Taken from Pembroke’s Articles of Occupational Concerns, 1881
In the last article we examined the life of the lowly chimney sweep – the ever suffering but integral member of the Victorian working community – as if to say anyone had it easy. They did not. With conditions being so poor, pay so very meager and the a life expectancy of 30 years, I feel the very least we can do is provision them with their very own disease: Chimney Sweeps’ Carcinoma – or ‘cancer of the scrotal sac’. Mm, those lucky devils.
If you’re not a fan of detailed descriptions of gruesome, old-fashioned diseases, I suggest you look away now…
Conditions in the chimney sweep business during the Victorian era were not at all pleasant, especially for the children employed in the field. The little apprentices were usually very young, orphaned and were sourced mostly from those institutions so integral to our image of the era: the workhouses. As for the predicament of the average child in learning this trade after being in the poorhouse, I can’t think of a more apt idiom than ‘out of the frying pan and into the fire’ – or quite literally above it.
Problem with children is you can’t get them to work. One solution, as was before mentioned, was to shove the lazy little blighters into the chimney and then light a small fire beneath, to give them a little ‘push’ towards the right working ethic, not to mention a workplace slightly on the claustrophobic side. If that didn’t work, poking at them with sticks usually did the trick.
With the prevalence of soot, dust, heat and insanely long working hours, the seeds had been planted for this malignancy that would begin to manifest in the children as early as nine or ten years old. Whereas the German and French sweeps wore protective clothing that prevented the thick coal dust from adhering to the body, the British paid no such heed to basic hygiene , with sweeps wearing loose-fitting clothing, the folds of which held the dust extremely well. On the European continent, regular baths were encouraged to prevent build up, but no such bathing policy existed in England, and the workers would toil for months with the same filthy clothes, often sleeping beneath coal sacks .
Sometimes known as ‘soot wart’, chimney-sweeps’ carcinoma appeared as multiple tiny lumps in a single area which gradually developed into large rashes throughout the lower half of the body. In a paper written in 1775 by Sir Percivall Pott – the doctor who is pretty much personally responsible for inventing the term ‘occupational hazards’ – it’s mentioned that given that this particular affliction of the skin seemed to start primarily around the testicles, it was assumed that sweat from the extremely hot conditions caused the coal dust to accumulate in that area.
Ad-hoc treatment was usually provided by the sweeps themselves. Using methods that would make even the least squeamish flinch, they would trap the warts between a split stick, and slice the growth off with a pen knife. This apparently was not very painful – although the mindset required to even consider this a viable treatment indicates a extremely hardy constitution to begin with. Mention the words ‘knife’ and ‘testicles’ and you’ll make a grown man stammer.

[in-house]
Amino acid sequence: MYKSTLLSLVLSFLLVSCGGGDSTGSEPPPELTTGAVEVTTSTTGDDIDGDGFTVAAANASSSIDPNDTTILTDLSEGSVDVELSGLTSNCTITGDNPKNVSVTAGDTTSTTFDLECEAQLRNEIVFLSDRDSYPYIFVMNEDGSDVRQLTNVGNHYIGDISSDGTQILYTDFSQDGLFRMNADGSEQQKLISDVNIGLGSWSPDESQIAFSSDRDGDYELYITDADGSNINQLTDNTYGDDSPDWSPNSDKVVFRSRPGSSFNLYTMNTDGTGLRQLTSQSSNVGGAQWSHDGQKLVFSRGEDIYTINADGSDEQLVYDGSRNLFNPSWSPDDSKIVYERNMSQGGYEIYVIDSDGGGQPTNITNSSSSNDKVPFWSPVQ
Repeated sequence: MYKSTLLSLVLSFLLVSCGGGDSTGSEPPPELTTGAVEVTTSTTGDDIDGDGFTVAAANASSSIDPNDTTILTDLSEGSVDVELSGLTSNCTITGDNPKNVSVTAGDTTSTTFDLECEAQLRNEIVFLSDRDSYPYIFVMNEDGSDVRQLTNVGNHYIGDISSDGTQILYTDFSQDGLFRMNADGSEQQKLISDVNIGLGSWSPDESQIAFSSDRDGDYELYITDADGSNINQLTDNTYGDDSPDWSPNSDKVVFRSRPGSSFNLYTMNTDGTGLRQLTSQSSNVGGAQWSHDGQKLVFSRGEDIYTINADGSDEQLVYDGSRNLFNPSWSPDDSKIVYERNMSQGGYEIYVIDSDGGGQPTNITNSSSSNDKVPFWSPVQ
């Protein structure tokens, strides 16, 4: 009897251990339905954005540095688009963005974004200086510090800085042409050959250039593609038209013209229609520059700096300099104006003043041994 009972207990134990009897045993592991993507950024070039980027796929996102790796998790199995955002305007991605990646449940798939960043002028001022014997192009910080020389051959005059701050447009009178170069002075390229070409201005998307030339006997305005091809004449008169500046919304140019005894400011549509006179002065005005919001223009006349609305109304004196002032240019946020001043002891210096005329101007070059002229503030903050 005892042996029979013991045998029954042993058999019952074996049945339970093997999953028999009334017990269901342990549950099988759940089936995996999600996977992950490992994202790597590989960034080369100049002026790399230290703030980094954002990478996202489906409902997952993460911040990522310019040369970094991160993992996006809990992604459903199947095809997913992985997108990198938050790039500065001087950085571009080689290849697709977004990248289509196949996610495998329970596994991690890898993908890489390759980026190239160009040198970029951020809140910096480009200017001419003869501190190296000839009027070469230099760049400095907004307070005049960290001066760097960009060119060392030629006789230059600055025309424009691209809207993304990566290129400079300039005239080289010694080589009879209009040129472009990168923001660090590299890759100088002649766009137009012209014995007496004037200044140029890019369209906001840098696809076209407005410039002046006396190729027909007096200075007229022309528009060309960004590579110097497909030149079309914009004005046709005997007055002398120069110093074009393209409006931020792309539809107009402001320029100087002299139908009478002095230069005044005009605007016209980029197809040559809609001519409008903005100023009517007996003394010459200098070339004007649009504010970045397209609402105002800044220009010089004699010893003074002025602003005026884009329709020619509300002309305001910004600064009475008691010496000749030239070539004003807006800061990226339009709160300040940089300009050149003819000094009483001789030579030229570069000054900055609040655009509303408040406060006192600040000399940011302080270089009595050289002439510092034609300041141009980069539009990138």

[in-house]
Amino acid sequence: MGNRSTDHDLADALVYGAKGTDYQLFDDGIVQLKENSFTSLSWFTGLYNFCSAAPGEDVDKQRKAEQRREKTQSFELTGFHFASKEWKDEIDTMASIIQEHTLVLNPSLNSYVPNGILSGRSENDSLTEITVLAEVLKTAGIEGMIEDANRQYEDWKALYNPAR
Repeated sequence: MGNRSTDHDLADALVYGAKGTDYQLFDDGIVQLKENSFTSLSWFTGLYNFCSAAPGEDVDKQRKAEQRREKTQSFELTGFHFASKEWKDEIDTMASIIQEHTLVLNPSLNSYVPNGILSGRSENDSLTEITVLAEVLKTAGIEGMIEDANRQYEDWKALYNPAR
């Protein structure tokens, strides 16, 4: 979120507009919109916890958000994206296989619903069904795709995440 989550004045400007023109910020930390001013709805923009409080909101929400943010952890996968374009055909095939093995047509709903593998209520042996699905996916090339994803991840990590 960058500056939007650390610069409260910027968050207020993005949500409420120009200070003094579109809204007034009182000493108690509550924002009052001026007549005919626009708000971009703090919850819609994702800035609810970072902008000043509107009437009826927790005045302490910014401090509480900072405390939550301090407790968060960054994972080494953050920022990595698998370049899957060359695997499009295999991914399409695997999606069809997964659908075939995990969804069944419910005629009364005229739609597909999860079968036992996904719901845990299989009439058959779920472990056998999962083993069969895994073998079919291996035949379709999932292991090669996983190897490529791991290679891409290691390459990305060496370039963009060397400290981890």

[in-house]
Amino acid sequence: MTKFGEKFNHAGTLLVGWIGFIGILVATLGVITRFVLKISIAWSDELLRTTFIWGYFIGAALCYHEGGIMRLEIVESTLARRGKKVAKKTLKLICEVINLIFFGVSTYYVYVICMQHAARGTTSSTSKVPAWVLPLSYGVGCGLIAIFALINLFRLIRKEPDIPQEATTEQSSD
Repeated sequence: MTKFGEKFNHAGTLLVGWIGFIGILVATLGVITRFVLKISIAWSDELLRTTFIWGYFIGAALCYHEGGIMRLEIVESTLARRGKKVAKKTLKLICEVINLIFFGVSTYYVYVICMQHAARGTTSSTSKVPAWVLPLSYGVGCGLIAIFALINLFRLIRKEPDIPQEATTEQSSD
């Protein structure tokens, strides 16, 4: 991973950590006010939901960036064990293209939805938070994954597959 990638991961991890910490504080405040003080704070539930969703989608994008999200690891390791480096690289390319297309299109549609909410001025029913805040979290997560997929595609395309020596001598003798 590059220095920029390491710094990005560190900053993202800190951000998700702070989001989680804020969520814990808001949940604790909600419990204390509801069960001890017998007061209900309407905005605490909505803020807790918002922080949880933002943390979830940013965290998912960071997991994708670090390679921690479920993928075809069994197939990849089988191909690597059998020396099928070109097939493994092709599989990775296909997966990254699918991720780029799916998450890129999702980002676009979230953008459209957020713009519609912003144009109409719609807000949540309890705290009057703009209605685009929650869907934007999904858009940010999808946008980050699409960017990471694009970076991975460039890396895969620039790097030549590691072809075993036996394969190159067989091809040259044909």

It gets worse. Simply ‘snipping’ the warts of course didn’t resolve the issue and the condition would quickly worsen. Large scale sores would eventually develop, painful swathes of the dermal layer pocked and hardened with swelling, running from the anus to the lower stomach. In time, the cancerous sores would move into the spermicidal tract and ultimately transition to the abdomen, by which time the ailment would become lethal.
From Dr. Pott:
It is a disease which always makes it first attack on the inferior part of the scrotum where it produces a superficial, painful ragged ill-looking sore with hard rising edges…..in no great length of time it pervades the skin, dartos and the membranes of the scrotum, and seizes the testicle, which it inlarges(sic), hardens and renders truly and thoroughly distempered. Whence it makes its way up the spermatic process into the abdomen.
Advanced stages of this disease were extremely gruesome. Accounts tell of large crusted sores the size of a mans open hand, with multiple hard glandular growths approximately the dimensions of an egg. The skin would be stripped from surface of the testicles, which had by now become swollen to two or three times regular size, and regular bleeding was common. Many continued to work as long as possible whilst experiencing these symptoms. One chimney-sweeping patient nonchalantly describes freely bleeding a pint or more of blood.
Don’t worry – there was ‘treatment’, but by now you should know enough to understand what that word meant in Victorian times. Provided the cancer had not spread into the abdomen – usually a fatal incident – various options were available. Sometimes doctors mistook early warts as venereal diseases and used poultices of – you guessed it – mercury, and sometimes arsenic. For those whose condition was correctly diagnosed, the solution was complete excision of the tumorous skin. This account from 1846:
“An incision was made on each side of the diseased mass, which was then dissected off from the parts beneath, so that both testicles were fully exposed; the left testicle was found adherent by its outer tunics to the diseased mass; these adhesions were next cut through, and the diseased scrotum removed.”
Did I mention this was without anesthetic?
And with that, I conclude my brief analysis and study of the working conditions of the average chimney sweep. Next time anyone entertains the whimsical perspective of the chipper, happy, happy-go-lucky fellow, be sure to point them in the direction of this article. We can’t have people indulging in anything resembling a rosy view of this era, now can we?
(Sources available on request. This post was originally published on The Pandora Society on July 8th 2015)